What can I do about it?

  • Wear flat cushioning footwear such as joggers. Ice the area.
  • Short term use of anti inflammatory drugs such as ibuprofen may relieve the symptoms.

What help can I get for this?

  • See a podiatrist for footwear advice, padding, strapping, and possible orthotics to relieve stress on the sesamoids.
  • Immobilisation in a cam walker may be necessary for severe cases.
  • If there is a fracture that does not respond to conservative treatment then surgery may be necessary.

When will it get better?

  • Conservative measures should see improvement over a few months.
  • Surgical intervention will require a longer recovery period.

Pump Bump

Summary

  • It is a condition where there is bony enlargement on the back of the heel due to irritation if rubs against the shoes. Symptoms include a noticeable bump on the back of the heel, pain in the area where the Achilles tendon attaches to the heel, swelling in the back of the heel, and redness near the inflamed tissue.

How did I get this?

  • Any shoes with a rigid back, such as ice skates, men’s dress shoes, or women’s pumps can cause this irritation.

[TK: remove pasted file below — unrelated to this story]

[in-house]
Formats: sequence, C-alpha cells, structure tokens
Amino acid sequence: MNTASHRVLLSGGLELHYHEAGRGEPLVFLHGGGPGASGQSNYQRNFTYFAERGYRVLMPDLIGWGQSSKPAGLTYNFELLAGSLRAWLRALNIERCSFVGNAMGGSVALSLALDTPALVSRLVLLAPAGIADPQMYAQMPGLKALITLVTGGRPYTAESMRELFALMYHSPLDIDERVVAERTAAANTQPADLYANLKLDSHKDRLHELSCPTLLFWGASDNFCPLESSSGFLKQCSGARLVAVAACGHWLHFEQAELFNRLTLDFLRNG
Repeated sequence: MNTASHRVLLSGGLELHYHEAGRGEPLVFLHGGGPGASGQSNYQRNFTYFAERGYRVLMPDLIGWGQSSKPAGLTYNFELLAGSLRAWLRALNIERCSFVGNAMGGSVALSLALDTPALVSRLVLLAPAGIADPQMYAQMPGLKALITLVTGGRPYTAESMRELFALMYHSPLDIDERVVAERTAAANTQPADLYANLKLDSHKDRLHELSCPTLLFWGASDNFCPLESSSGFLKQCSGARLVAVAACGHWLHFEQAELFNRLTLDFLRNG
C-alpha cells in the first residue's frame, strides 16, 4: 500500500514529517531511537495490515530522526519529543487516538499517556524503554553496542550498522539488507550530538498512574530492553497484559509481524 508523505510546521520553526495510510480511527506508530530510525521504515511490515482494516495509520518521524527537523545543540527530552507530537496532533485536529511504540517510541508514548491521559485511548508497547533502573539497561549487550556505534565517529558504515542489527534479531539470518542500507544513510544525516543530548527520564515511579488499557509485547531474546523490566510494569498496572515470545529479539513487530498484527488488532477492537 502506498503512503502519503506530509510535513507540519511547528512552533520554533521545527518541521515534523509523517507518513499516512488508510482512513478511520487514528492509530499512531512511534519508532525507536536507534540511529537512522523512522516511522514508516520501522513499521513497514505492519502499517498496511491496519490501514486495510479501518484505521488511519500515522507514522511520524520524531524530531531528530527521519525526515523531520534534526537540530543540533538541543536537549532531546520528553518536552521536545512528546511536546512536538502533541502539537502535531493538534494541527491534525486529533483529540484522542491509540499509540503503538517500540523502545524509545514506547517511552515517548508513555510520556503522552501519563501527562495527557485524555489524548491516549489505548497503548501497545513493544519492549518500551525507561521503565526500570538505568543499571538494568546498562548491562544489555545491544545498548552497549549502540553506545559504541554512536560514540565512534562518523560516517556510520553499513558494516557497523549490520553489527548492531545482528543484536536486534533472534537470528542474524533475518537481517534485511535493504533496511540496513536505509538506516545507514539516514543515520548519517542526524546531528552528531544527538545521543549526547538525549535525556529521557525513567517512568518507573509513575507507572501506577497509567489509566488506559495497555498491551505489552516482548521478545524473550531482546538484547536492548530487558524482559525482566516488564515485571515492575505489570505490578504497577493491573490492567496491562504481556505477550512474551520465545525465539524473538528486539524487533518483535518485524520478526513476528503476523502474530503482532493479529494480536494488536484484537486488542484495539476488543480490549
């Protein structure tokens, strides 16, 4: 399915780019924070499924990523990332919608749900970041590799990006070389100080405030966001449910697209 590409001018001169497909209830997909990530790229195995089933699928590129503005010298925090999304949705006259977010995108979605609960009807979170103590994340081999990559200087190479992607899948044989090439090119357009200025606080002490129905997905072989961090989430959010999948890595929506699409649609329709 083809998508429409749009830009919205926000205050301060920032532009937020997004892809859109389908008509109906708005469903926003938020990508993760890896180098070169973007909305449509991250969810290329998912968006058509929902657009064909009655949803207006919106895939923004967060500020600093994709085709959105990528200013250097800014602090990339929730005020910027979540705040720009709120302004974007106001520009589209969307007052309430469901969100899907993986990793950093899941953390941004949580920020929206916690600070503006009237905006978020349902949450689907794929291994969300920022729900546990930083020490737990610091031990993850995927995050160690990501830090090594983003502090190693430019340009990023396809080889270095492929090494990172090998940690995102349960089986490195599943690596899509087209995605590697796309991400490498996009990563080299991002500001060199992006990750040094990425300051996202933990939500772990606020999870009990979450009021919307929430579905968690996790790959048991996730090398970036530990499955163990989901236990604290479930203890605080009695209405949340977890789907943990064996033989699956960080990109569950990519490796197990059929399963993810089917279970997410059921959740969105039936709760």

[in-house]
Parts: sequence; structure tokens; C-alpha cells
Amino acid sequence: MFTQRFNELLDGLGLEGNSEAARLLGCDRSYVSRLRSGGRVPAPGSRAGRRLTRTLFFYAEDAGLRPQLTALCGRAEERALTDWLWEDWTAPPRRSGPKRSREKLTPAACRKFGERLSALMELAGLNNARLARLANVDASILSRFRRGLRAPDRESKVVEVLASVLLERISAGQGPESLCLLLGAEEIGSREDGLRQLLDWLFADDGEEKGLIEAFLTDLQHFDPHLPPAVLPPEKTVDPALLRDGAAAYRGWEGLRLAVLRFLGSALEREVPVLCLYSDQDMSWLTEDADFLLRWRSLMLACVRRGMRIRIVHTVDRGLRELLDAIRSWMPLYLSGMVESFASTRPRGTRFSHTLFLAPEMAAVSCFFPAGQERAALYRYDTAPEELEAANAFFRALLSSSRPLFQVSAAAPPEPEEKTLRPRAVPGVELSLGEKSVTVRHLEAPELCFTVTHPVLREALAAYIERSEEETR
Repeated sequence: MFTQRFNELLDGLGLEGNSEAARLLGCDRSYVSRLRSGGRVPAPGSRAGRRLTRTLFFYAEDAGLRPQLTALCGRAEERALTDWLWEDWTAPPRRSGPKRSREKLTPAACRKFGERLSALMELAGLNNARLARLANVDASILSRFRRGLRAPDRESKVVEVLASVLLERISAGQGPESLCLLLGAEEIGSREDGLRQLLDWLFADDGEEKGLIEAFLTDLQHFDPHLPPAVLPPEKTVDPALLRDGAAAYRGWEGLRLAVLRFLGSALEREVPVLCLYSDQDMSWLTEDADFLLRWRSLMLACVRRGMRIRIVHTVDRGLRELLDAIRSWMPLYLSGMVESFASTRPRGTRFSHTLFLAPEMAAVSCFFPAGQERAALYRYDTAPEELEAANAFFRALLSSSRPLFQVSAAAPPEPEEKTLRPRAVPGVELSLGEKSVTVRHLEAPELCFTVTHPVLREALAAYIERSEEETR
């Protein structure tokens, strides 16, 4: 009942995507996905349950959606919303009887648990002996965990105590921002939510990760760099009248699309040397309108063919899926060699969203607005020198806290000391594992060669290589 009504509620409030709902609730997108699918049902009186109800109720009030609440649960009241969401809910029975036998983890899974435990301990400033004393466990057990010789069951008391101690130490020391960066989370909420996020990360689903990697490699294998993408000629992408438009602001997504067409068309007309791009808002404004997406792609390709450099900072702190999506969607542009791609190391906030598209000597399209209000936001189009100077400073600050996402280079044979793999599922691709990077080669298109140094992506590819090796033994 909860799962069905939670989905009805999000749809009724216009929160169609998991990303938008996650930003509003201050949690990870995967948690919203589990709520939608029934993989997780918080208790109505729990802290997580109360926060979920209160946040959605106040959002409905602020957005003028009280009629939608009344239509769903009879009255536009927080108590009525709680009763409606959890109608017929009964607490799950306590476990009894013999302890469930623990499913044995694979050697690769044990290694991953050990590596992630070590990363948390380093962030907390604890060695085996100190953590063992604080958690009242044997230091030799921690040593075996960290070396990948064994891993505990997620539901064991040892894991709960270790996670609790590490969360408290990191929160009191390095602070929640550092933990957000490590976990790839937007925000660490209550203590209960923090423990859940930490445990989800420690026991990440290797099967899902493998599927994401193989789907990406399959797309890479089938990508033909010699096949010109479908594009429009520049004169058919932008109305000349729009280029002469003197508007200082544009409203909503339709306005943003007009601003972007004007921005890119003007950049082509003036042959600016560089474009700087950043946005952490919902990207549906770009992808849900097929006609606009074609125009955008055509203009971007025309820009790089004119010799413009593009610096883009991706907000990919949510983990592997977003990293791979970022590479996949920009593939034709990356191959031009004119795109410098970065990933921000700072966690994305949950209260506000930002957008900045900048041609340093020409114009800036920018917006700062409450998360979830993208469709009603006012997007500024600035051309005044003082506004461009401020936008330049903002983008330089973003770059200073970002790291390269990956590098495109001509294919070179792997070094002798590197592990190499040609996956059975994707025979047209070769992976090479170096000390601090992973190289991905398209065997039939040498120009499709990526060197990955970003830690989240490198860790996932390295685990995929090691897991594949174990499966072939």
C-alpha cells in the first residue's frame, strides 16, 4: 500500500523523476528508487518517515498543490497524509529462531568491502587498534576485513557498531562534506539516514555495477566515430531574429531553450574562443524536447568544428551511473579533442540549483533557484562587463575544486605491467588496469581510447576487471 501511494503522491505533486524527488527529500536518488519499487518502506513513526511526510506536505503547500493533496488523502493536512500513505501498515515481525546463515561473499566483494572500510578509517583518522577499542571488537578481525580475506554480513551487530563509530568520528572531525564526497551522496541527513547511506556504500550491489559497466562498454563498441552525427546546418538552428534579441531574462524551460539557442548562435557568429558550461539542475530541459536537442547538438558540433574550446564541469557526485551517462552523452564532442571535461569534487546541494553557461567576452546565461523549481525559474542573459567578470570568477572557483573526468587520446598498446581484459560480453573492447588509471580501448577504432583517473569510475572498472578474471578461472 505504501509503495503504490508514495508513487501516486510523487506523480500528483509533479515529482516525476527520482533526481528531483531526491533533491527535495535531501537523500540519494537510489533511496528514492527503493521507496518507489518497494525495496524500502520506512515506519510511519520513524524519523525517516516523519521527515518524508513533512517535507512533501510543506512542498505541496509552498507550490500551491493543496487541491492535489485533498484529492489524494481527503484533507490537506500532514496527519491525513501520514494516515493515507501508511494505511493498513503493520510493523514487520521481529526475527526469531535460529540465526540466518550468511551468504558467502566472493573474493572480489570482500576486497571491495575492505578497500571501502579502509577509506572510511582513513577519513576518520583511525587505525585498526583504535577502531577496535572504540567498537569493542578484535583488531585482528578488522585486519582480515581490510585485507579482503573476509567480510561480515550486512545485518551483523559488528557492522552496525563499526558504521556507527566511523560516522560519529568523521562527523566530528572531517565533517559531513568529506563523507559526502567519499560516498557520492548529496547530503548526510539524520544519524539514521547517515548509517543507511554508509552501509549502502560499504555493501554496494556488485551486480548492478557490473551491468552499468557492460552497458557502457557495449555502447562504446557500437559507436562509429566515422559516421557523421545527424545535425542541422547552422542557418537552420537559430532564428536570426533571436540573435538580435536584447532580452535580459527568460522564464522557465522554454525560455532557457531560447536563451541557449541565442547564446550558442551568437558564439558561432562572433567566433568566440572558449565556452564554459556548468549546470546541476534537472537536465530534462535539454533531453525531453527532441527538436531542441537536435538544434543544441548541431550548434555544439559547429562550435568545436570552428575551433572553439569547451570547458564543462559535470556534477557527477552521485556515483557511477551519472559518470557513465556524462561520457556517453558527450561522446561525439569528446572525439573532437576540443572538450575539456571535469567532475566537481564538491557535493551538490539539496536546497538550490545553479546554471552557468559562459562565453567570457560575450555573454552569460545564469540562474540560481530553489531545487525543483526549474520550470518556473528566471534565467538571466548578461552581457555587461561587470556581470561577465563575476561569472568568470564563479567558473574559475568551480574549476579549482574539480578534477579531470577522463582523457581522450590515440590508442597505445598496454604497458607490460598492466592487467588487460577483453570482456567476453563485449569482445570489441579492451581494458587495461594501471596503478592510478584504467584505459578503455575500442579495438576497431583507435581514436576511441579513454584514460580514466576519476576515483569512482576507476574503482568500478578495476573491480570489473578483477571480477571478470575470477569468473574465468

What can I do about it?

  • Oral nonsteroidal anti-inflammatory drugs (NSAIDs), such as ibuprofen, may be taken to reduce the pain and inflammation.
  • Apply an ice pack to the inflamed area for reducing the inflammation.
  • Stretching exercises help relieve tension from the Achilles tendon. Heel lifts placed inside the shoe to decrease the pressure on the heel.
  • Heel pads placed inside the back of the shoe to cushion the heel may help reduce irritation when walking.
  • Shoe modification (Backless or soft backed shoes help avoid or minimize irritation).

What help can I get for this?

  • Podiatrist may prescribe orthotics to control the motion in the foot.
  • Foot and ankle surgeon if non-surgical treatment fails to provide adequate pain relief.

When will it get better?

  • Nonsurgical approach control symptoms if treated early but will not shrink the bony protrusion.
  • Surgical recovery time depends greatly on which procedure your surgeon performed.

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Plantar Plate tear/rupture

Summary

  • The plantar plate is a thick ligament on the underside of your foot, running along the first joint of each toe. Its purpose is to act like a support cable and protect the toe joints from pressure and injury, and to prevent the joint from bending upward beyond the normal range of motion. Injury to the plantar plate results to mild to severe pain and swelling under the ball of the foot, extending toward the toes (most commonly the 2nd or 3rd). One or more of your toes may be splayed or clawed. You may also have a sensation of numbness or “burning pain” in your toes, or a feeling like you’re walking on the bones of your foot.